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January 19, 2008 (Review of ""Violins & Enigmas)

Silverstein Conducts and Plays Solo Violin
Symphony makes old favorites fresh again

Georgia Rowe, Mercury News
Novelty can be nice, but it isn't an essential ingredient for a classical concert. Thursday evening at the California Theatre, Symphony Silicon Valley underscored that point splendidly with a well-chosen, highly enjoyable concert of repertory standards.

A program comprised of Elgar's "Enigma" Variations, Ralph Vaughan Williams' "The Lark Ascending" and Mozart's Violin Concerto No. 5 in A major ("Turkish") may not be anyone's idea of cutting edge. But the program, which repeats through Sunday afternoon, made the familiar sound new again.

Much of the evening's success was due to violinist Joseph Silverstein. Appearing as guest conductor and soloist, Silverstein, a former concertmaster of the Boston Symphony and current principal guest conductor of Seattle's Northwest Chamber Orchestra, set a high standard, delivering his parts with flair and inspiring stylish, uplifting playing from the orchestra.

In the "Enigma" Variations, the results were arresting. Silverstein isn't the kind of conductor who calls attention to himself; his podium style is elegant, even conservative. But he galvanized the large ensemble, lending the composer's miniature musical portraits of friends and loved ones a sense of cohesion and drama. Silverstein emphasized the work's contrasts, and Elgar's orchestral palette came to the fore in full color, with each section making invaluable contributions: The violins glowed with Romantic warmth, while the woodwinds chirped agreeably. The brass played with refinement, and the low strings sounded undeniably potent. The famous "Nimrod" variation was only one of many noble moments in a memorable reading.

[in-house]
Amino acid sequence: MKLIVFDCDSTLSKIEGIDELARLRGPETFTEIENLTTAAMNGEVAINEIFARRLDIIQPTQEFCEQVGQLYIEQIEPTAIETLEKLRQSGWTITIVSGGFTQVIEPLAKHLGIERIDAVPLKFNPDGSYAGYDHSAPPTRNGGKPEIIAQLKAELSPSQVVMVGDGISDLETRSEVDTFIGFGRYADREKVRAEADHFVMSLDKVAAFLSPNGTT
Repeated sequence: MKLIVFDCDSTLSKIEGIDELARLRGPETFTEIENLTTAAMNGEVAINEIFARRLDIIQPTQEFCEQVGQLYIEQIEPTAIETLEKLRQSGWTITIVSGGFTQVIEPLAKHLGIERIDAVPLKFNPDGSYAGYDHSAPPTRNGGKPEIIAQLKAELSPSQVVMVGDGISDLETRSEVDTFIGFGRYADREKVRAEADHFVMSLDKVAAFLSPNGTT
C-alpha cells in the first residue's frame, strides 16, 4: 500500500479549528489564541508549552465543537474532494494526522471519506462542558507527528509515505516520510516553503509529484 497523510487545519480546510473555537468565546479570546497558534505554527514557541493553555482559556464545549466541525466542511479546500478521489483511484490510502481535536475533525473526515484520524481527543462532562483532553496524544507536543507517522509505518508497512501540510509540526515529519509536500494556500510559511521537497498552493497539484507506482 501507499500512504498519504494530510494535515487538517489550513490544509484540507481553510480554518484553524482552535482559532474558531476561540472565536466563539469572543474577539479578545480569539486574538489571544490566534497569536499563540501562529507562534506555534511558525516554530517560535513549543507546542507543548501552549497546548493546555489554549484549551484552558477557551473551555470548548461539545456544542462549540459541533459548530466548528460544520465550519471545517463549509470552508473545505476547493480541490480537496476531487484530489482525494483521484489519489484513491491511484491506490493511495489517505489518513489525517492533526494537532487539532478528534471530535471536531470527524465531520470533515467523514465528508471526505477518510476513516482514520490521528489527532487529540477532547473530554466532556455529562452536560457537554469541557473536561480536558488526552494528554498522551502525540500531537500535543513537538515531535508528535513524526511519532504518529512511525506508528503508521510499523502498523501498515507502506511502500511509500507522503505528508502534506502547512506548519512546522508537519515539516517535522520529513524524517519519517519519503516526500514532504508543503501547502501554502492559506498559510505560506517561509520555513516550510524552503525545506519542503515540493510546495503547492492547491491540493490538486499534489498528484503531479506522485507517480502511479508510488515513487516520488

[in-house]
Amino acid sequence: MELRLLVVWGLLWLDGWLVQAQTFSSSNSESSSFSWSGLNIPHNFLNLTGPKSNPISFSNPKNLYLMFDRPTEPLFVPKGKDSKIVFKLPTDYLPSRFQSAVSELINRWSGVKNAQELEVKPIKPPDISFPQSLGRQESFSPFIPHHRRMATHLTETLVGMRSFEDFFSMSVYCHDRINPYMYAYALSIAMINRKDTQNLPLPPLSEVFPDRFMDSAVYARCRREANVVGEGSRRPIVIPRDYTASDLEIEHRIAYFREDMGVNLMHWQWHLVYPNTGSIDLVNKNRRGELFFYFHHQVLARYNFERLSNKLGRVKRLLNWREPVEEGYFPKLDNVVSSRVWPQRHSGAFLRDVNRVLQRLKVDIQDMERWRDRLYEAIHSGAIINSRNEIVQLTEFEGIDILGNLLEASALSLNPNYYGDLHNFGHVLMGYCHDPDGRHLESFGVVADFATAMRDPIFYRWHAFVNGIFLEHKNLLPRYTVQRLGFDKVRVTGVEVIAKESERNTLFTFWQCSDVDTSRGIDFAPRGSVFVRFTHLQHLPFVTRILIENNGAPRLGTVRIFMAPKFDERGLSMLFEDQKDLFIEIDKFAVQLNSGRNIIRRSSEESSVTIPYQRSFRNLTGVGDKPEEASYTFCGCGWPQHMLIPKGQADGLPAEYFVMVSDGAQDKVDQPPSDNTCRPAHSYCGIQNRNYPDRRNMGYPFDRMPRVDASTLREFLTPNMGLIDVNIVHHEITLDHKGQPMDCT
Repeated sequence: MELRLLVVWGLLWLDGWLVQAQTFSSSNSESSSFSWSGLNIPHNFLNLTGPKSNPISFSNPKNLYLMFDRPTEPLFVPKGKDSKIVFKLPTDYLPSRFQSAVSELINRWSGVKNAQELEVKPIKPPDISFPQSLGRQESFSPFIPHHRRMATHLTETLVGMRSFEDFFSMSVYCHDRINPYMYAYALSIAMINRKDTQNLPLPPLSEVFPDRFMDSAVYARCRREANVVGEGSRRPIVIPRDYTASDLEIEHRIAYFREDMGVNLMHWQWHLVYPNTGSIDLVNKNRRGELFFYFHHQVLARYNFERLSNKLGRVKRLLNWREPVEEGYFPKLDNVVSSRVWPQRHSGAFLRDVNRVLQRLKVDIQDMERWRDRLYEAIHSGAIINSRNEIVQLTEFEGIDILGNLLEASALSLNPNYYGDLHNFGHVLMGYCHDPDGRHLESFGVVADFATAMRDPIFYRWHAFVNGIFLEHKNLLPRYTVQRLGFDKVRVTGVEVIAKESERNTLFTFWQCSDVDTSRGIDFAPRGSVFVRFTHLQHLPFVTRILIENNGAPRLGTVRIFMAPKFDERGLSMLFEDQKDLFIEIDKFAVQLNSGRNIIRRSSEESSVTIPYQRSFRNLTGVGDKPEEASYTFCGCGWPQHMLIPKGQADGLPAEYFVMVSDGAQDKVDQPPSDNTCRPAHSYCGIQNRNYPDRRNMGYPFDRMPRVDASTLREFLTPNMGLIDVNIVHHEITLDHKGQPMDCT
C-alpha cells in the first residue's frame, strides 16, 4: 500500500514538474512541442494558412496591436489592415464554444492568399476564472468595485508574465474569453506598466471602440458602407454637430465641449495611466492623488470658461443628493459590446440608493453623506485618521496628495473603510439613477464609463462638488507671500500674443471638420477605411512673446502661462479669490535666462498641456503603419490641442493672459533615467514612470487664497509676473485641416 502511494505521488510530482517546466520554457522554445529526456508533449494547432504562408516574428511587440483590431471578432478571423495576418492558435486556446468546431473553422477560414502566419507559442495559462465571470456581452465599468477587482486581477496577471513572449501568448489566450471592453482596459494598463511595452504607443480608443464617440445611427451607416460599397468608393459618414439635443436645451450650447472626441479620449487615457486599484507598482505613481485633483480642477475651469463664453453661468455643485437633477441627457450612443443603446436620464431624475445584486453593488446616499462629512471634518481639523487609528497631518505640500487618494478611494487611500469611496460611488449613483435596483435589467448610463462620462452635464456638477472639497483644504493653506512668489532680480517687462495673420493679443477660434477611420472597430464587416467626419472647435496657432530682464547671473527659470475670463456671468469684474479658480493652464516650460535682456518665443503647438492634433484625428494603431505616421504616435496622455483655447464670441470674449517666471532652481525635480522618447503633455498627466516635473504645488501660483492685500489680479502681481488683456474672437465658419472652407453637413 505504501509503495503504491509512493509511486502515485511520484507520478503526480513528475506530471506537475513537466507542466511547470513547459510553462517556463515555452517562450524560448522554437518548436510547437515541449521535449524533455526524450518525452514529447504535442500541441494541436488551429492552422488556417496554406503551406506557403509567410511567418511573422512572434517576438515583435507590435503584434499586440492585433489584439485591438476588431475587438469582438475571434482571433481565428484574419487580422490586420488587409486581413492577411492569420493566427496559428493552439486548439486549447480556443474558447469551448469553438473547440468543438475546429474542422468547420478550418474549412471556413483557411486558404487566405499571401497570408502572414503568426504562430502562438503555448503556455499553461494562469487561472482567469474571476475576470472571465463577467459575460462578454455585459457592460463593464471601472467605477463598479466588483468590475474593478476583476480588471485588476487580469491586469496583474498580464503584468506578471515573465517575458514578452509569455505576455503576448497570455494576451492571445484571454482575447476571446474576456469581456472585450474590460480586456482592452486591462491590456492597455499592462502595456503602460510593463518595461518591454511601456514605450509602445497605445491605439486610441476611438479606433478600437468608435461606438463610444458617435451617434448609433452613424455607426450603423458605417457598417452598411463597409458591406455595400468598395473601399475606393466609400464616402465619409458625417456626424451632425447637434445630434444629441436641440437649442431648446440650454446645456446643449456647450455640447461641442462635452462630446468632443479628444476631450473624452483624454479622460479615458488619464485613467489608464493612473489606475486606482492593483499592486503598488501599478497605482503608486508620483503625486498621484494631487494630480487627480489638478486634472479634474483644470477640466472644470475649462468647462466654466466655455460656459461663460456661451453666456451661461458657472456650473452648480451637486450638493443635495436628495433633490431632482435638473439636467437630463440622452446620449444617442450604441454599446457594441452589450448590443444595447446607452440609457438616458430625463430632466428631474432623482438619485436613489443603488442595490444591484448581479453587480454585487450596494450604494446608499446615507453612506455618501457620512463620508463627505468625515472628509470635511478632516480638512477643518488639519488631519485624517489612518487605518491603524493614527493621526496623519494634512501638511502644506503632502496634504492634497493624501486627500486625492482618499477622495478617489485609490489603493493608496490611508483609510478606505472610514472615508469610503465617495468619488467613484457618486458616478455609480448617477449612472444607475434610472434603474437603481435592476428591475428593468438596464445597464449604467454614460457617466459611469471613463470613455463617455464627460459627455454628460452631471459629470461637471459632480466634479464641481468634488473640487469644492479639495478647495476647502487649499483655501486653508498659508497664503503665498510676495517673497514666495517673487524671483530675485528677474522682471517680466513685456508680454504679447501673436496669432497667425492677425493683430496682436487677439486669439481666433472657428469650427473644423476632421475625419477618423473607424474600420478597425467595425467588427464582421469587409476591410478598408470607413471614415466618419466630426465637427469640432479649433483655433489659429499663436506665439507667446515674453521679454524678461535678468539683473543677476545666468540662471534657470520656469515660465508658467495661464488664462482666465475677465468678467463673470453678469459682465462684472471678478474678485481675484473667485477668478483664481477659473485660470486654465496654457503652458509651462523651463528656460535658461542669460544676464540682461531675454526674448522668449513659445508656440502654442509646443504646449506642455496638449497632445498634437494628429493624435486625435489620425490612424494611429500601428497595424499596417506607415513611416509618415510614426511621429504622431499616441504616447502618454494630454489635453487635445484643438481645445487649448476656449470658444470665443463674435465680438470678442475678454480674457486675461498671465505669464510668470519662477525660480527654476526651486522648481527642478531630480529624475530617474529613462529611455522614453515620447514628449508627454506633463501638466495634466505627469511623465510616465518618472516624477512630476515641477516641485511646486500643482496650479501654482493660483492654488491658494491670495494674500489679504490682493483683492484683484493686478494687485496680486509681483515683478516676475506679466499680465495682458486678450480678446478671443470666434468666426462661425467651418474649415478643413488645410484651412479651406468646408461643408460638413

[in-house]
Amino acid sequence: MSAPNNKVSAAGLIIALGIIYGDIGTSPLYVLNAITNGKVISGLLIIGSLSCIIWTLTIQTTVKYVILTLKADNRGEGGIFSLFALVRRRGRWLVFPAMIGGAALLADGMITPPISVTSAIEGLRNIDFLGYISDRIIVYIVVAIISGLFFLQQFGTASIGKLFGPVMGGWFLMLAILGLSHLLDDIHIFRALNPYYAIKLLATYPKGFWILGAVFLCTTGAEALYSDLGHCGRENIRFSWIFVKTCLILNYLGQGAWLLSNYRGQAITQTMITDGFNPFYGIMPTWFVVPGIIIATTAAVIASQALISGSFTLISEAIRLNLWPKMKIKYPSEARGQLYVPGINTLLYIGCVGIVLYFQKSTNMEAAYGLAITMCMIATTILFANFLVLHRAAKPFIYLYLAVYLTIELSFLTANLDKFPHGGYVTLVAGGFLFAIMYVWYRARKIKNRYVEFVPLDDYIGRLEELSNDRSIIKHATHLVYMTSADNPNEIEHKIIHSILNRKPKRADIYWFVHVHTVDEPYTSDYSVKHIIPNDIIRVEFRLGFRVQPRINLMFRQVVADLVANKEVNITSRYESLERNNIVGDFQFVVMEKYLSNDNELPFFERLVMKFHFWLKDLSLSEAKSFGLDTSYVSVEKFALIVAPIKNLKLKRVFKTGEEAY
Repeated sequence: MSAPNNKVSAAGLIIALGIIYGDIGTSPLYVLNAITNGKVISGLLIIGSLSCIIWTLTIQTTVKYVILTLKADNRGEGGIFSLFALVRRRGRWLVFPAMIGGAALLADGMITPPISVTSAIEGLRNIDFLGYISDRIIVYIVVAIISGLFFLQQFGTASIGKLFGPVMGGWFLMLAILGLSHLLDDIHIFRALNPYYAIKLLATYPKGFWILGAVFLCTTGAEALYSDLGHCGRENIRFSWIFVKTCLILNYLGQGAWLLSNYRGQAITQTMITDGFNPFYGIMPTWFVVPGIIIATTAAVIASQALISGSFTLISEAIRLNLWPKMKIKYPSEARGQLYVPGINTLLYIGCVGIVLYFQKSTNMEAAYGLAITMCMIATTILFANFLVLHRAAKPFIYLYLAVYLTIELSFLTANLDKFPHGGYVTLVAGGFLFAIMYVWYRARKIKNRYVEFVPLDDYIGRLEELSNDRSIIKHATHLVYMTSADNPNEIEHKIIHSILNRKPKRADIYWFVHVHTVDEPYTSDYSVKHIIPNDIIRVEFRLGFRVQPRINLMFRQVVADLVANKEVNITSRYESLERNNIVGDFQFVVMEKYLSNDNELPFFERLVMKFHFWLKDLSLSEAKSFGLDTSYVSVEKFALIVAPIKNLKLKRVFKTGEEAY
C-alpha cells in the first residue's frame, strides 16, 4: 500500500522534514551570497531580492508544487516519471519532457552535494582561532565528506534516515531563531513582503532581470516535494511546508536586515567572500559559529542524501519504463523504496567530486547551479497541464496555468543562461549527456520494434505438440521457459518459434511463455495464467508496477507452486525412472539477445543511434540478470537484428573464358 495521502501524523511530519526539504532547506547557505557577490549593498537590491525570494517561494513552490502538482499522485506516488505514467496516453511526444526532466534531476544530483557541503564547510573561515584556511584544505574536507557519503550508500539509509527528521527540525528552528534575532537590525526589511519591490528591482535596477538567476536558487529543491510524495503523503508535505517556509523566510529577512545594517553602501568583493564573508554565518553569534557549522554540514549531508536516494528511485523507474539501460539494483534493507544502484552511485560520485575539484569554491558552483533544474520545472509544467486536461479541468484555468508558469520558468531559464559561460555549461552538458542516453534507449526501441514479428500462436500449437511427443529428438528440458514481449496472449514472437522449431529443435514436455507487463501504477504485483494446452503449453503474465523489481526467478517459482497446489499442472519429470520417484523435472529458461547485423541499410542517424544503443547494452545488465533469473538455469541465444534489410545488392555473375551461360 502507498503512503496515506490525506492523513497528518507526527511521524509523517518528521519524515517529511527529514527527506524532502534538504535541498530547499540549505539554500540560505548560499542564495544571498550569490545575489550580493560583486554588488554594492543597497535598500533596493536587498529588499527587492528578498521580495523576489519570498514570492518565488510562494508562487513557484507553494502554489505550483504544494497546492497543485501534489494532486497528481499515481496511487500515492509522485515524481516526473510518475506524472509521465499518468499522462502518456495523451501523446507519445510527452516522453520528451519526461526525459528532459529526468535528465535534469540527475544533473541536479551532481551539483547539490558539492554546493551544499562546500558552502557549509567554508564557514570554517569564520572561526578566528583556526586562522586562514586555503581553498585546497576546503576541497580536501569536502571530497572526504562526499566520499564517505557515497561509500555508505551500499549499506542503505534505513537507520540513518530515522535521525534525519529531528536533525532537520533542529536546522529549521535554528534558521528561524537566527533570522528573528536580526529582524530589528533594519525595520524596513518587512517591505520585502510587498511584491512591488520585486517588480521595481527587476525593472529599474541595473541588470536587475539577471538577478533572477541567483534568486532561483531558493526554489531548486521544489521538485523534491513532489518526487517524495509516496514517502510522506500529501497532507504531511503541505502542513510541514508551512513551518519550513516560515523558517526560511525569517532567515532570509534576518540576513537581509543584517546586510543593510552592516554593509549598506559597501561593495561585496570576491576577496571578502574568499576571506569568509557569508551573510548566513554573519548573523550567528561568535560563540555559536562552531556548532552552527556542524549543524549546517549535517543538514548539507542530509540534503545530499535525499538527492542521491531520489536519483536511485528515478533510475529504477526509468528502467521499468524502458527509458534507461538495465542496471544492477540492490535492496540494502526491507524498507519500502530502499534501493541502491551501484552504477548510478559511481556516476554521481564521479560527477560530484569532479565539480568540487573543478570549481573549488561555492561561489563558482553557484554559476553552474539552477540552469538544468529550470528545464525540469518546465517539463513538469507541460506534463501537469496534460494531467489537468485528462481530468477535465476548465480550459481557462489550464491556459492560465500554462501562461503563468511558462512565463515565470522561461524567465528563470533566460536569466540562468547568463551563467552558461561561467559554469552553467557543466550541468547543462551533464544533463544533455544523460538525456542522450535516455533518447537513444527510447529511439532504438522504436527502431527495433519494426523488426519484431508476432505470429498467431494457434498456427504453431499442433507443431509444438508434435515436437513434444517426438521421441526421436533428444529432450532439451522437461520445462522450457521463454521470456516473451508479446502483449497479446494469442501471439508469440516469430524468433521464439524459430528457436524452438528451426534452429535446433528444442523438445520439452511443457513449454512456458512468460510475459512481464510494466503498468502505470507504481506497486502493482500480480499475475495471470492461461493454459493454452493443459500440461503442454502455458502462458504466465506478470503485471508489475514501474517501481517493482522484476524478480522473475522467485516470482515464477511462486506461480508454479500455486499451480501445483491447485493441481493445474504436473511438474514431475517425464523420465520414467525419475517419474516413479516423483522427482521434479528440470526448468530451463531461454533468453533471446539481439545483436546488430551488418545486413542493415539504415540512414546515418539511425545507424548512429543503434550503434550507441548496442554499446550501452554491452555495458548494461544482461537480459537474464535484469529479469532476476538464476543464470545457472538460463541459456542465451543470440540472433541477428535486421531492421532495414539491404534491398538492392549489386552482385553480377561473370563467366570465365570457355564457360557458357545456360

Silverstein was the soloist for the "Turkish" concerto, one of the young Mozart's first experimental works. The composer has the violin enter with a languid melody accompanied by a running line in the orchestra; this lasts for six full measures before the violin bursts forth with a new melody, effectively leaving the orchestra in the dust.

Silverstein made his first entrance with a sweet, singing tone, immediately establishing a fine interplay with the orchestra and allowing Mozart's score to emerge unimpeded. The slow movement was well-paced, with the elegant orchestral melodies gently melding with the long phrases for the violin; the finale was pure exuberance: all wit, dancing rhythms (from which the "Turkish" tag derives) and virtuosic solo turns, with a headlong rush to the finish.

The program began with a fleet, flowing performance of "The Lark Ascending." Vaughan Williams' concerto, so redolent of the English countryside, is largely based on folk melodies, and Silverstein played with just the right mix of delicacy and bucolic charm. The orchestra rose to the occasion, with lovely solo work from principals Maria Tamburrino (flute), Michael Corner (clarinet), Pamela Hakl (oboe), Deborah Kramer (bassoon) and Meredith Brown (horn).

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